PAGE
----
Indie Animation Reigns

The team behind the acclaimed sci-fi animated show Scavengers Reign detail their long, strange trip to the screen.

Lais Borges/Inverse; Titmouse, Inc; Green Street Pictures
The Indie Issue

April 2022 was a bad time to be in the animation business for HBO Max. The streamer’s parent company, Warner Bros. Discovery, had been quietly purging its cartoon catalog and canceling many of its animated titles for weeks, and the team at independent animation studio Green Street Pictures, which had essentially formed to make the HBO Max original Scavengers Reign, was freaking out.

“We’d been hearing all these rumblings about Warner Discovery, and we had been getting texts from agents who were in the know about ‘Oh, they’re just going to scrap. Max is going to go away. All the originals are going to go away. Everything’s getting canceled,’” Sean Buckelew, the co-founder of Green Street Pictures and co-executive producer and writer on Scavengers Reign, tells Inverse. “It was a very tumultuous time.”

The team tuned into a shareholders meeting on YouTube to see if they could learn anything about their situation. All they saw were pie charts and graphs and “terminology that we didn’t understand,” Buckelew says.

“There was a month where we were sending stuff into a void. There was no one to answer to.”

“We got to the point where they said ‘We’re going to be making cuts,’ and they gave all the categories of the departments they were going to be cutting,” he recalls. “I remember the last one they said was Kids and Animation. We were like, ‘Is it kids, comma, and animation, or kids and animation?’ We were arguing about what that was.”

From the top, they heard radio silence. Their old boss was fired. They weren’t even sure if they had a new boss. So it was left to the team, which included Scavengers Reign co-creator Joseph Bennett, executive producer and Green Street co-founder James Merrill, and Titmouse co-founder Chris Prynoski, to figure out what to do from there.

“We were like, ‘Who do we talk to?’” Prynoski says. “There was a month where we were sending stuff into a void. There was no one to answer to.”

Released in 2023, Scavengers Reign told the story of a group of survivors of a cargo ship crash on a strange alien planet.


Eventually, things started settling down again, and their emails started getting answered. The team was relieved to find that its old executive at Adult Swim had landed a new job as an executive at Max and became their main point of contact. The instruction he gave them? “Just keep on going.”

Created by Bennett and Charles Huettner, Scavengers Reign is a 12-episode sci-fi series that follows the survivors of the Demeter 227, an interstellar cargo ship that crashes on an alien planet filled with organisms as beautiful and wondrous as they are dangerous. When it debuted on Max in late 2023, it was met with universal acclaim, with critics calling it “​​lush, magnificent, hypnotic… and truly otherworldly.” However, its unlikely success doesn’t hold a candle to its even more unlikely beginnings. That story reveals how a scrappy, independent team managed to make one of the best sci-fi shows of 2023, and it all starts back in 2016…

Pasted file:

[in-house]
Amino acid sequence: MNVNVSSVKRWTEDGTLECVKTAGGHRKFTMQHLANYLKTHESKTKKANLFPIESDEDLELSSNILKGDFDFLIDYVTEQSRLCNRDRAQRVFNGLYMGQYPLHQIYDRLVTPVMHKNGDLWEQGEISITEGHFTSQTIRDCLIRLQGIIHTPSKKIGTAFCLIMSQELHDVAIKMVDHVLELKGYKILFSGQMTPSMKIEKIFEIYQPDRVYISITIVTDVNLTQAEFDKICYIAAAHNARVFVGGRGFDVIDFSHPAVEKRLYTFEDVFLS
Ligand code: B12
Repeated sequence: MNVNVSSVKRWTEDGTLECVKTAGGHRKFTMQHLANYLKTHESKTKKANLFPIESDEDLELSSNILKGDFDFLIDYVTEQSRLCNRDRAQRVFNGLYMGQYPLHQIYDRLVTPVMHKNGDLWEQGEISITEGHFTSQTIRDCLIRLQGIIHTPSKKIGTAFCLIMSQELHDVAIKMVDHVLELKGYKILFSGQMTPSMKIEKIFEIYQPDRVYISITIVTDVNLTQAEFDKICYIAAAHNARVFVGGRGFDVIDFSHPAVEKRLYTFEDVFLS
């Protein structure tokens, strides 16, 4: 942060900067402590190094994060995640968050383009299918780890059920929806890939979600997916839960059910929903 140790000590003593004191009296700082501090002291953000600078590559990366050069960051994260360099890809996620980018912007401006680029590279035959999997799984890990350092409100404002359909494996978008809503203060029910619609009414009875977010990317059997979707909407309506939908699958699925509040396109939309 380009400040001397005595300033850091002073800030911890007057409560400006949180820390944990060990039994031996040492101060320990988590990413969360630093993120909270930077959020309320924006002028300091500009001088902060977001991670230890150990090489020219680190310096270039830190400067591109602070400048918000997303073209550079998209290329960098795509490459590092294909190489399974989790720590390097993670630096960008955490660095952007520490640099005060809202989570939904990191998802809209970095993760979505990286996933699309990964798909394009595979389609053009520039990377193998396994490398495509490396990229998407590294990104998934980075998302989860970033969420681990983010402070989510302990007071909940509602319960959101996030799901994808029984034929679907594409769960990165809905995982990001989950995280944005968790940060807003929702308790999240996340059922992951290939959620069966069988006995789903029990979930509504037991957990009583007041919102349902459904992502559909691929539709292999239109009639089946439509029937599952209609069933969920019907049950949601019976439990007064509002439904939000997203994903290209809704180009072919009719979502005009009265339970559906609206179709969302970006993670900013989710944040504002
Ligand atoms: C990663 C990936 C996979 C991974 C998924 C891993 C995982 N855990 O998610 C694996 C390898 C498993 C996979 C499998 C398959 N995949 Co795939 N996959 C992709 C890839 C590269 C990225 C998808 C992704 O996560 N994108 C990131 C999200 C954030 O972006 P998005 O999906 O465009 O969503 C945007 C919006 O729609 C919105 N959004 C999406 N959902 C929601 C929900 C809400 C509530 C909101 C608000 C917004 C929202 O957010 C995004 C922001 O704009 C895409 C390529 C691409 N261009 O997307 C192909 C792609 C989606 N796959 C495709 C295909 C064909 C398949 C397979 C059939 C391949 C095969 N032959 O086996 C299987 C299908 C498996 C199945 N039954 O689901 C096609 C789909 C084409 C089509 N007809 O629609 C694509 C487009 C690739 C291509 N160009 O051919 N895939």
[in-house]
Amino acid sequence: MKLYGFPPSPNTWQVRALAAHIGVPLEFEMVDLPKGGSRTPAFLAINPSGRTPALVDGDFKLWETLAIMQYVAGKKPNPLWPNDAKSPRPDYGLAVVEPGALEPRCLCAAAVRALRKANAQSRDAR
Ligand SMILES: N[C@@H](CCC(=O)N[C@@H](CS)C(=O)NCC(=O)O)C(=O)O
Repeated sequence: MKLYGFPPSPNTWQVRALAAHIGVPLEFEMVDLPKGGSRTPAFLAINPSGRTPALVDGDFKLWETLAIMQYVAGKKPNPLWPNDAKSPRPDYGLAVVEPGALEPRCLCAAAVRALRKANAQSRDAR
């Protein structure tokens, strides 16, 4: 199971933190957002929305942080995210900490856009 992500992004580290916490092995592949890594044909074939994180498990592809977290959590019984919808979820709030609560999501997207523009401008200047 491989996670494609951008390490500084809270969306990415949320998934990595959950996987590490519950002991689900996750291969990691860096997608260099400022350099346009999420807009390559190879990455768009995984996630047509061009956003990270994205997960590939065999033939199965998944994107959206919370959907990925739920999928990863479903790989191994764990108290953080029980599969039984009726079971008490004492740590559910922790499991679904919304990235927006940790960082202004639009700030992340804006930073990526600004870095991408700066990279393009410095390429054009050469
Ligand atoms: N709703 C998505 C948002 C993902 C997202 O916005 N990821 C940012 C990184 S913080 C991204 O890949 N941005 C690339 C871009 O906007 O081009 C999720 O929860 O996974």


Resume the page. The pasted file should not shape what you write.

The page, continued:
Finding the “Goldilocks Window”

It’s a bit of a miracle that Scavengers Reign got made in the first place. Bennett and Huettner were originally asked by Adult Swim to make a short for its Toonami block, based on their work in comedy animation. But what they and their small team turned in — a breathtaking eight-minute sci-fi odyssey on a bizarre alien planet inspired by the surreal art of Moebius — was totally different than anything they’d done before.

“I think, in their mind, it was a pretty small-potatoes project, which, in hindsight, I’m very grateful of,” Bennett says. “There was not really a lot of oversight or anything, and we had the liberty to just mess around and try something new and do something different.”

Adult Swim was initially confused by the final result but couldn’t deny the impact of the 2016 short’s haunting visuals and original story; Adult Swim then asked Bennett and Huettner to turn it into a full-length pilot. So the duo gathered a handful of independent animators and teamed up with Titmouse (the indie animation studio behind The Venture Bros.) to make the pilot. But while that didn’t end up going anywhere at Adult Swim, HBO Max would come calling a few years later to pick it up.

“The short worked really well as a proof of concept and a North Star.”

It was the kind of happy turn of events that was starting to become a rarity at the time and is basically unthinkable now: for an original, high-concept idea by a relatively unknown group of animators to get picked up to series, without a major name or filmmaker attached. But Bennett just credits what he calls their “Goldilocks window” as being the reason they managed to get made at all. “It was a very right place, right time, kind of a moment,” Bennett says.

If Bennett and Huettner were to attempt to make Scavengers Reign today, Bennett doubts they’d be able to. “The short worked really well as a proof of concept and a North Star,” Bennett says. “But we didn’t do it with the intention of pitching it as a show. I think it had to be that way. A lot of the time, it’s a real struggle because network execs will read a script and the tone and the cadence of what you’re trying to get is not really conveyed in the script.”

The Scavengers Reign creators ponder whether the show could be made today: “I doubt it. I don't think so.”


That Goldilocks window always seemed on the verge of closing. Not only did the team have to weather the merging of Warner Media and Discovery, but they had to weather the Covid-19 pandemic. Most of the production of the Scavengers Reign pilot, and part of the series, took place in lockdown, with Bennett, Huettner, Buckelew, Merrill, and Titmouse’s crew of animators from all over the world working remotely to make a show that, for a while there, didn’t seem like it would have a home. Along the way, that ragtag group became Green Street Pictures.